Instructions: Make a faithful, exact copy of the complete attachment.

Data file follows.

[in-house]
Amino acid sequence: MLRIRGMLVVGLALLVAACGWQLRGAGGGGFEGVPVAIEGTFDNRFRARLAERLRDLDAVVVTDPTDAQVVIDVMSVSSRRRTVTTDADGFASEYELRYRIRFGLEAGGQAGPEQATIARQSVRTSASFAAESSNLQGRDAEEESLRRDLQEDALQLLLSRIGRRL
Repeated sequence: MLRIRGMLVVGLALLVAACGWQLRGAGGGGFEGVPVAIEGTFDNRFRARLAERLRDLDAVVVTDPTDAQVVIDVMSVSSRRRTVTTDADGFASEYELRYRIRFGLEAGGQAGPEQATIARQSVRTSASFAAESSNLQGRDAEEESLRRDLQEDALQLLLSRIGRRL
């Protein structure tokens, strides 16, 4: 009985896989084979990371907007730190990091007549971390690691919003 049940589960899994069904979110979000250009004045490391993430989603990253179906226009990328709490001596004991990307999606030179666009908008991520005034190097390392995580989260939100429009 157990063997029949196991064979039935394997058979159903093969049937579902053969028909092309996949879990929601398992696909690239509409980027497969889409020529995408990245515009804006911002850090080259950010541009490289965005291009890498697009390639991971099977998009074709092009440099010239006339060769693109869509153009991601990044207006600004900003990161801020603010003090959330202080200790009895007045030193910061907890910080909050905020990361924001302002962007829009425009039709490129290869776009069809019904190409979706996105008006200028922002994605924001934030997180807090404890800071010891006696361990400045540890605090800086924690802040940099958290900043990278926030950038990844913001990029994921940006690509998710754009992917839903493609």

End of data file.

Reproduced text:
[in-house]
Amino acid sequence: MLRIRGMLVVGLALLVAACGWQLRGAGGGGFEGVPVAIEGTFDNRFRARLAERLRDLDAVVVTDPTDAQVVIDVMSVSSRRRTVTTDADGFASEYELRYRIRFGLEAGGQAGPEQATIARQSVRTSASFAAESSNLQGRDAEEESLRRDLQEDALQLLLSRIGRRL
Repeated sequence: MLRIRGMLVVGLALLVAACGWQLRGAGGGGFEGVPVAIEGTFDNRFRARLAERLRDLDAVVVTDPTDAQVVIDVMSVSSRRRTVTTDADGFASEYELRYRIRFGLEAGGQAGPEQATIARQSVRTSASFAAESSNLQGRDAEEESLRRDLQEDALQLLLSRIGRRL
């Protein structure tokens, strides 16, 4: 009985896989084979990371907007730190990091007549971390690691919003 049940589960899994069904979110979000250009004045490391993430989603990253179906226009990328709490001596004991990307999606030179666009908008991520005034190097390392995580989260939100429009 157990063997029949196991064979039935394997058979159903093969049937579902053969028909092309996949879990929601398992696909690239509409980027497969889409020529995408990245515009804006911002850090080259950010541009490289965005291009890498697009390639991971099977998009074709092009440099010239006339060769693109869509153009991601990044207006600004900003990161801020603010003090959330202080200790009895007045030193910061907890910080909050905020990361924001302002962007829009425009039709490129290869776009069809019904190409979706996105008006200028922002994605924001934030997180807090404890800071010891006696361990400045540890605090800086924690802040940099958290900043990278926030950038990844913001990029994921940006690509998710754009992917839903493609």